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Revista Española de Enfermedades Digestivas

versión impresa ISSN 1130-0108

Rev. esp. enferm. dig. vol.103 no.5 Madrid may. 2011

http://dx.doi.org/10.4321/S1130-01082011000500012 

LETTERS TO THE EDITOR

 

Gallstone ileus with spontaneous resolution

Íleo biliar con resolución espontánea

 

 


Key words: Gallstone ileus. Spontaneous resolution. Intestinal obstruction.


 

 

Dear Editor,

Gallstone ileus is an unusual cause of intestinal obstruction. It is caused by impaction of one or more gallstones that enter the intestinal lumen via a cholecystoenteric fistula. Gallstone ileus is sometimes a challenge clinically and delayed diagnosis could carry a significant rate of complication and mortality. Resolution of gallstone ileus by spontaneous evacuation of gallstone is extremely rare. We present a case of gallstone ileus patient with a severe comorbidity, treated with conservative treatment successfully by spontaneous evacuation of gallstone.

 

Case report

A 71-year-old woman developed nausea, abdominal fullness and intermittent colicky pain for 10 days. She had an incidentally finding of gallstones by health survey half year ago. She had medical history of a huge thyroid nodule (10 x 6 cm), hypertension, atrial fibrillation and ischemic heart disease. On presentation, her vital signs revealed temperature of 36.4 oC, pulse of 97 /min and blood pressure of 160/88 mmHg. Physical examination showed distended, mild tender abdomen and hyperactive bowel sound. The blood tests showed white blood count of 11,700/ul with 93% neutrophils and normal biochemical values as electrolytes, liver function and amylase. Abdominal X-ray showed pneumobilia, dilated small bowel loop and two calcified lesions (Fig. 1A). Computed tomography revealed pneumobilia, distended loops of small intestine without ischemic pattern, a 2.6 cm impacted stone in the distal ileum (Fig. 1B). The diagnosis of gallstone ileus was made. Evaluating the clinical condition and stone size, conservative treatment was considered to be a benefit for the high surgical risk patient. She received the nasogastric tube decompression and fluid resuscitation. Sixteen hours later, the patient got diarrhea with clinical improvement.

 

 

Discussion

Gallstone ileus is an uncommon cause with 1-3% in all mechanical small bowel obstruction (SBO), but frequently seen in elderly patients (1). Plain abdominal radiography has an important role in the assessment of SBO. Rigler triad is a classically radiographic signs of gallstone ileus, consisted of pneumobilia, bowel loop dilatation and ectopic stone. Ultrasound and computer tomography (CT) scan could apply prompt diagnosis for gallstone ileus (2). Kasahara reported a gallstone must be at least 2.5 cm to result in intestinal obstruction (3). Our experience presented CT could offer crucial evidence for the diagnosis of gallstone ileus and the accurate size of gallstone (4). In the literature, surgical exploration was done for gallstone ileus with stones sized larger than 3 cm at least. Our patient presented complicated high surgical risk due to severe comorbidity of heart, huge thyroid nodule. The successful conservative treatment was achieved by appropriate image findings, careful evaluation of stone size and clinical symptoms. Our case suggested an optional conservative management for gallstone patients with stone sized between 2.5 and 3 cm, particularly in high risk surgical condition.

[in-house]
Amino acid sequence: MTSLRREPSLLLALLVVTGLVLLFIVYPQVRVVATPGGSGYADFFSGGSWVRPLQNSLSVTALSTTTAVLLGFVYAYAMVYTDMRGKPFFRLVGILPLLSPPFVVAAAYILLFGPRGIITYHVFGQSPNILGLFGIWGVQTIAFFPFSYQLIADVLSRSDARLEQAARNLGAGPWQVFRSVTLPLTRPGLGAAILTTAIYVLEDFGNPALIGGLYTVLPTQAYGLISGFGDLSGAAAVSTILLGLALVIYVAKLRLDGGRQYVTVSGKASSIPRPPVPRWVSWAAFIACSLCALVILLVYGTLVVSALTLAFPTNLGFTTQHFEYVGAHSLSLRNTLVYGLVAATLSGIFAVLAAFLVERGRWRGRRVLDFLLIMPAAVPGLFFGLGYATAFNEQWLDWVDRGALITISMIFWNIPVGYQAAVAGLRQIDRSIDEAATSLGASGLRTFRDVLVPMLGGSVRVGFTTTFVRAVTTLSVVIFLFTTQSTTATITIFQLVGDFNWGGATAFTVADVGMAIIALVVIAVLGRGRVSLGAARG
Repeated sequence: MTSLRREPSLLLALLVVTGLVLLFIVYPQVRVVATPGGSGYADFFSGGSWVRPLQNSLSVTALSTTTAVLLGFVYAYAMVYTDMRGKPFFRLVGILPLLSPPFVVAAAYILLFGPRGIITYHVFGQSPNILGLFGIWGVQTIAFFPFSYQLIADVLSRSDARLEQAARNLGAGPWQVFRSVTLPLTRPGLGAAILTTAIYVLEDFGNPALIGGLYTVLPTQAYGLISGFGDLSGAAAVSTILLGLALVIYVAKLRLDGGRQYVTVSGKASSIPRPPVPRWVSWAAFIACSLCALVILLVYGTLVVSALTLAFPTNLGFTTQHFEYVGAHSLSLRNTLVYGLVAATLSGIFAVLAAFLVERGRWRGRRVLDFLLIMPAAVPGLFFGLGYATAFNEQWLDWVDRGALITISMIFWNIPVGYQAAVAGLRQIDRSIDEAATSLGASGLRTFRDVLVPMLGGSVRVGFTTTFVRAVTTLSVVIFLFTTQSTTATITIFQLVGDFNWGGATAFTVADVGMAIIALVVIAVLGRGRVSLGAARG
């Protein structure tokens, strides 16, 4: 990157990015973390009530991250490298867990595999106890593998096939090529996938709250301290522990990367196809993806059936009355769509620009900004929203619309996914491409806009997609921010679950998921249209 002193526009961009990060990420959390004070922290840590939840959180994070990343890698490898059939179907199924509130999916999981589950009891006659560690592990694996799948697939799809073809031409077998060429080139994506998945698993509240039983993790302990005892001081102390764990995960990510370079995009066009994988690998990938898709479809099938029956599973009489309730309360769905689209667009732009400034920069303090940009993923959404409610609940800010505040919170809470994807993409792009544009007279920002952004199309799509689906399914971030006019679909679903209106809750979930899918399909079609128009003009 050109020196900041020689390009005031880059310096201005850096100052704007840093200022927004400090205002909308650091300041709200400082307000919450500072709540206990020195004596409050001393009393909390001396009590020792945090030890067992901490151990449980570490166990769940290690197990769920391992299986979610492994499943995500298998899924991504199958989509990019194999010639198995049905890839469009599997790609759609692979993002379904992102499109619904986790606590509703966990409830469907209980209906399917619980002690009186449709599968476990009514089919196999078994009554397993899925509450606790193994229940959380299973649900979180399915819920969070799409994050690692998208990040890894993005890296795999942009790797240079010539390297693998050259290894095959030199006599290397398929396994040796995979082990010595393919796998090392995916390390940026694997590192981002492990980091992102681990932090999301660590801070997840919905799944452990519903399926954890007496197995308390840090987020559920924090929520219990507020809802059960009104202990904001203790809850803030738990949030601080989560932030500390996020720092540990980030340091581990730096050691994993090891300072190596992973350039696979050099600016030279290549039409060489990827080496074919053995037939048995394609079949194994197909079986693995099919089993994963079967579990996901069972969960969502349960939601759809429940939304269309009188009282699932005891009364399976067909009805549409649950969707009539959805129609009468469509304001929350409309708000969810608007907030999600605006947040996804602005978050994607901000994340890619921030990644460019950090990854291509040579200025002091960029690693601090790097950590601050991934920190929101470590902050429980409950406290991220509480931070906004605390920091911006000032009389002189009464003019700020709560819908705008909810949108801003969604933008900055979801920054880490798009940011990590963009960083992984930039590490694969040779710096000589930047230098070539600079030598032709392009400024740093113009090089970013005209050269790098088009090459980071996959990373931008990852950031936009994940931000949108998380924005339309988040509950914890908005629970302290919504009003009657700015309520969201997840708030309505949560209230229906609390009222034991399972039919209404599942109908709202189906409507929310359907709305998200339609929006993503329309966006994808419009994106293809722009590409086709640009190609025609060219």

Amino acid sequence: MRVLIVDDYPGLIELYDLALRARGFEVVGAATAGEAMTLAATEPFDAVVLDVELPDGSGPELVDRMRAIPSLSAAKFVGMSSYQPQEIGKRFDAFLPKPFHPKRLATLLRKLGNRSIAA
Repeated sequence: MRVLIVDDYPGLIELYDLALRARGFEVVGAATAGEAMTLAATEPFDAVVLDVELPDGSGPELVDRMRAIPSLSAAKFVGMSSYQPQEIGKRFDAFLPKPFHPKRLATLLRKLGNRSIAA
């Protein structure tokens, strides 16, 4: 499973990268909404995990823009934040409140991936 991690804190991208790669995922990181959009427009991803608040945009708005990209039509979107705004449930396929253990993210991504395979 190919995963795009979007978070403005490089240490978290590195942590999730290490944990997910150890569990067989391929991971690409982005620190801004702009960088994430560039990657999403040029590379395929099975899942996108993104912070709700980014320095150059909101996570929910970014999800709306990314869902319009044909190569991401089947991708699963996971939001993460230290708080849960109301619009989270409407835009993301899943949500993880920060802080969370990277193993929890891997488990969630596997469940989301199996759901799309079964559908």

Kuo-Feng Hsu1, Jyh-Cherng Yu1, Chung-Bao Hsieh1, De-Chuan Chan1,
Yuan-Min Chang1, Peng-Jen Chen2, Chih-Yung Yu3 and Guo-Shiou Liao1

1Division of General Surgery, Department of Surgery. Tri-Service General Hospital.
National Defense Medical Center. Taipei, Taiwan. Republic of China.
2Division of Hepatogastroenterology, Department of Medicine. Tri-Service General Hospital.
National Defense Medical Center. Taipei, Taiwan. Republic of China.
3Department of Radiology. Tri-Service General Hospital.
National Defense Medical Center. Taipei, Taiwan. Republic of China

 

References

1. Clavien PA, Richon J, Burgan S, Rohner A. Gallstone ileus. Br J Surg 1990;77:737-42.         [ Links ]

2. Shrake PD, Rex DK, Lappas JC, Maglinte DD. Radiographic evaluation of suspected small bowel obstruction. Am J Gastroenterol 1991;86:175-8.         [ Links ]

3. Lassandro F, Gagliardi N, Scuderi M, Pinto A, Gatta G, Mazzeo R. Gallstone ileus analysis of radiological findings in 27 patients. Eur J Radiol 2004;50:23-9.         [ Links ]

4. Yu CY, Lin CC, Shyu RY, Hsieh CB, Wu HS, Tyan YS, et al. Value of CT in the diagnosis and management of gallstone ileus. World J Gastroenterol 2005;11:2142-7.         [ Links ]

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